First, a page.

Apologies for the brief hiatus in blogging. I’ve just returned from a trip to Beirut, arriving just in time for the start of the academic semester here, so things are quite busy. I’ll try to do some catch-up over the next few days, but in the meantime, here’s a brief comment on a couple items from the latest Wikileaks cable dump.
Some of you will recall our discussion of Michel Aoun’s return to Lebanon in 2005, as recounted in Karim Pakradouni’s book Sadma wa-Sumud. Pakradouni claimed that Aoun cut a deal with the Syrians, whereby he could come back to Lebanon provided that he did not call for Emile Lahoud’s impeachment or the disarmament of Hizbullah. Naturally, Aoun has denied this story and Pakradouni later recanted it.
We may never know exactly what the terms of the agreement were, but two diplomatic cables from 2005 shed a little bit of light on Aoun’s transformation from a fire-breathing, Hizbullah-disarming, UNSCR 1559-championing anti-Syrian oppositionist to a fire-breathing, Hizbullah-championing, UNSCR 1559-decrying pro-Syrian power-broker.
On March 21 2005, one week after the landmark million-strong rally in downtown Beirut, Aoun met with the US Deputy Chief of Mission in Paris to offer some thoughts about the situation in Lebanon. Here’s the gist of what he had to say:
- I represent the true opposition to Syria in Lebanon. I helped bring about the Syria Accountability Act and I was the only Lebanese politician to publicly support UNSCR 1559. The current members of the opposition are still afraid of Syria after 30 years of “hostage mentality”. They need time to become fully liberated.
- Hizbullah needs to be disarmed. There are no grounds for maintaining its militia, and the pretext of Shebaa is ridiculous. However, the best way to disarm the party is through negotiation and soft power rather than full-on confrontation. If the US can give some guarantees that Hizbullah officials will not continue to be targeted by US courts, then Nasrallah may be willing to deal on military issues.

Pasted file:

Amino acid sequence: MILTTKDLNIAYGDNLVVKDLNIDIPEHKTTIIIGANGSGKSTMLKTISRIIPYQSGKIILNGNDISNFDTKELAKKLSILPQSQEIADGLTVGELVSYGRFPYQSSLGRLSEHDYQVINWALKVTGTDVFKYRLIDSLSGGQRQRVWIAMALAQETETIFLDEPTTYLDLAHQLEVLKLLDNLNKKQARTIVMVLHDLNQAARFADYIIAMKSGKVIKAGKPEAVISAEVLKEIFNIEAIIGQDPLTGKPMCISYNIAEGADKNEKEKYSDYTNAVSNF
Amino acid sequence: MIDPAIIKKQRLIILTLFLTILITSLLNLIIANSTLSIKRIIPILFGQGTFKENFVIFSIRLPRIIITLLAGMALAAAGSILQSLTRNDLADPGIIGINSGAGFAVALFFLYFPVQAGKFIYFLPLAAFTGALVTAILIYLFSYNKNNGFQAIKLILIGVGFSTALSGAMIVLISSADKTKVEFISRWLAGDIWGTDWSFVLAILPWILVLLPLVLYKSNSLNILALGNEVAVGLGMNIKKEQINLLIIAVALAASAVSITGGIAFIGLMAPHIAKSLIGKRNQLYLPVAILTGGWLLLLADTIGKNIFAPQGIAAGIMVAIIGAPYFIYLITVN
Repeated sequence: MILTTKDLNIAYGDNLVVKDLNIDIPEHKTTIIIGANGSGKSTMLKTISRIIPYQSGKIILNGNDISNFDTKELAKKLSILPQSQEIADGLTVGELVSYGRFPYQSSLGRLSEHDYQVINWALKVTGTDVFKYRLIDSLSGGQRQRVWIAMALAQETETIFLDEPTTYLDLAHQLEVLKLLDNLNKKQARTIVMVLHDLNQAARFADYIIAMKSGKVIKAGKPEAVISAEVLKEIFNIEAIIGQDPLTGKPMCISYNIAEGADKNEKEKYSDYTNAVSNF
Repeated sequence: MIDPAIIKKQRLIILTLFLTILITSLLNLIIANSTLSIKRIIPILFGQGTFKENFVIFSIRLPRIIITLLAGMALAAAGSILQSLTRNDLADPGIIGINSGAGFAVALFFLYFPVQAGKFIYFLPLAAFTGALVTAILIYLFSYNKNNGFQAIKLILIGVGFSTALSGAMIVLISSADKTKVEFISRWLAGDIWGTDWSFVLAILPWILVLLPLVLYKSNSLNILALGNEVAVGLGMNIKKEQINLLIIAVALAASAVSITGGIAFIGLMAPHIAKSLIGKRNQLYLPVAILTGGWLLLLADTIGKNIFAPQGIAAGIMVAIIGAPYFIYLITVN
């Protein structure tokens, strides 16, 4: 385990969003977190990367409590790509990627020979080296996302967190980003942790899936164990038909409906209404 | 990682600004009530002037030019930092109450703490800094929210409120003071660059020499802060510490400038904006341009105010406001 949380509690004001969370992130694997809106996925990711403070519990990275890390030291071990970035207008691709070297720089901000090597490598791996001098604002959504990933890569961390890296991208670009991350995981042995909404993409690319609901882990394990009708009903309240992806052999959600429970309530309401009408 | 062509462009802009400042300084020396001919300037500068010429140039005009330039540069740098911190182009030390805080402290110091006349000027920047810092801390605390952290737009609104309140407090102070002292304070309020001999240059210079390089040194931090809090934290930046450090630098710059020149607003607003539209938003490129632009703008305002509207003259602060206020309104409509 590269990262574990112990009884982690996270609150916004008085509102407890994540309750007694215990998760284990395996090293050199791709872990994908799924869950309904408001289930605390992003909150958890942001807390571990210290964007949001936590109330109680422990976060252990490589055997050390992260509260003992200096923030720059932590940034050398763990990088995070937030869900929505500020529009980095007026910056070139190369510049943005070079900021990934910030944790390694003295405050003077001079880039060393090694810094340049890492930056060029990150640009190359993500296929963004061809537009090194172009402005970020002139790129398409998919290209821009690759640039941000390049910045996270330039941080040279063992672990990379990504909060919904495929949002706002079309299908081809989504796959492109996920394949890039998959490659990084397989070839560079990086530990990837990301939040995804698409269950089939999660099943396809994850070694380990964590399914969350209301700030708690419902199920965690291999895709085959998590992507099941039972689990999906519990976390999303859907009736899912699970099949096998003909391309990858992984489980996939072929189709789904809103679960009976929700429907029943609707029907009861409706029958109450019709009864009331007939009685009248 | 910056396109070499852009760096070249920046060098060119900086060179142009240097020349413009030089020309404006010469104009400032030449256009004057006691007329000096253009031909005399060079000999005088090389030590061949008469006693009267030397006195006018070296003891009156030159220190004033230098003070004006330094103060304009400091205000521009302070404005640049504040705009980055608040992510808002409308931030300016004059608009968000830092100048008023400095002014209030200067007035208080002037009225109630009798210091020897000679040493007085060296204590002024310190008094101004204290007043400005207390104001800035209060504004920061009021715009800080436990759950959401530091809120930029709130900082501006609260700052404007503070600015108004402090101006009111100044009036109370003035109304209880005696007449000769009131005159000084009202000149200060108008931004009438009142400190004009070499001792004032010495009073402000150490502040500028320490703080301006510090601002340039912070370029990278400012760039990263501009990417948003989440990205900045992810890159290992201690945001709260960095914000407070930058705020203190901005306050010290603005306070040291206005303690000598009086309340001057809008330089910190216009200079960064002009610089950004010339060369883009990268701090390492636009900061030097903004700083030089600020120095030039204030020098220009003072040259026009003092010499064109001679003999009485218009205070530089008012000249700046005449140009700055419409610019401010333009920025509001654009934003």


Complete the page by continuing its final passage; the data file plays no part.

- Syria’s regime will fall after it withdraws from Lebanon. It will probably be replaced with a majority Sunni government, and this will dramatically impact Hizbullah’s power in Lebanon.
A month and a half later, Aoun met with the US Chargé d’affaires three days before his return to Lebanon. The content of their conversation was similar to the previous discussion with the DCM, but there were a few key differences:
- The current March 14 opposition has rebuffed my appeals to join them in an electoral alliance. They are trying to prevent me from returning to Lebanon, and so there’s no way for me to work with them. So unfair! I hate them!
- Hizbullah, on the other hand, is an honest and reasonable party and so I’ve decided to ally with it. BFF!
- I’ve come to an agreement with Lahoud allowing me to return to Lebanon (but I’m not going to divulge the details of that agreement).
We might conjecture, therefore, that the period between March 21 and May 4 2005 was critical to the post-Hariri-assassination history of Lebanon. Had the anti-Syrian opposition made room for Aoun, things might have developed in a very different way than they did.
On the other hand, we know that contacts between Aoun and the Syrians had begun long before these conversations even took place. Aoun sent an envoy to Damascus in January 2005 to discuss a Syrian withdrawal from Lebanon and the relations between the two countries. What seems most likely to me is that the Assad regime was looking for a way to bring Aoun back to Lebanon as an ally, in order to provide a counterweight to the political opposition that was coalescing in advance of the 2005 elections.
Rafiq al-Hariri knew all about Aoun’s maneuvers and probably guessed what the Syrians were up to, which was why he devoted so much time in his discussion with Walid al-Muallim attacking the “radical Christians” and pretending like he had nothing to do with 1559. If the Syrians did in fact take the decision to kill Hariri, it would have been because they had lost faith in their ability to control him, whereas Aoun, ironically, seemed like someone they could work with.